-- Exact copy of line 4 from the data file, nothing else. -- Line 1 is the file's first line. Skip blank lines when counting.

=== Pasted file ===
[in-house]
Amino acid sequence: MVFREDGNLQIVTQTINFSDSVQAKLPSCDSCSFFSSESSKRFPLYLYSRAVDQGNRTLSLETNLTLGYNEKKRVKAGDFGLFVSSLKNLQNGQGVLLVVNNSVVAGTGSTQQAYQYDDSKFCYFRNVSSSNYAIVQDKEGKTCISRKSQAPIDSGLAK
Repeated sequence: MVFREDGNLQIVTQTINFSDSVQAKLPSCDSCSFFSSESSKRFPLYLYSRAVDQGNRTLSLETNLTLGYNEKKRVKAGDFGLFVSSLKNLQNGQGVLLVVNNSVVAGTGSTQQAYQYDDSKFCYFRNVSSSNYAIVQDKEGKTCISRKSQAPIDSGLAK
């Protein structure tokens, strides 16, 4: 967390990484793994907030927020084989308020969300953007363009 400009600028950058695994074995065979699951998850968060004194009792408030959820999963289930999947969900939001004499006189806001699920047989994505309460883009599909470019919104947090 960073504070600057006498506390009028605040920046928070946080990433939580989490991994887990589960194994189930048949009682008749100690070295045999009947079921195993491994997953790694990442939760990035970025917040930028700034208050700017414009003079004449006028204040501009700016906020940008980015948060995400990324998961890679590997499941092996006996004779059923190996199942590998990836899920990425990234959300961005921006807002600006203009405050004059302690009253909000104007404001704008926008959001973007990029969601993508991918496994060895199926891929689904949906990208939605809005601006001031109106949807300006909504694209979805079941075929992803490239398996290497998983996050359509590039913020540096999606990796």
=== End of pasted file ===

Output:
């Protein structure tokens, strides 16, 4: 967390990484793994907030927020084989308020969300953007363009 400009600028950058695994074995065979699951998850968060004194009792408030959820999963289930999947969900939001004499006189806001699920047989994505309460883009599909470019919104947090 960073504070600057006498506390009028605040920046928070946080990433939580989490991994887990589960194994189930048949009682008749100690070295045999009947079921195993491994997953790694990442939760990035970025917040930028700034208050700017414009003079004449006028204040501009700016906020940008980015948060995400990324998961890679590997499941092996006996004779059923190996199942590998990836899920990425990234959300961005921006807002600006203009405050004059302690009253909000104007404001704008926008959001973007990029969601993508991918496994060895199926891929689904949906990208939605809005601006001031109106949807300006909504694209979805079941075929992803490239398996290497998983996050359509590039913020540096999606990796």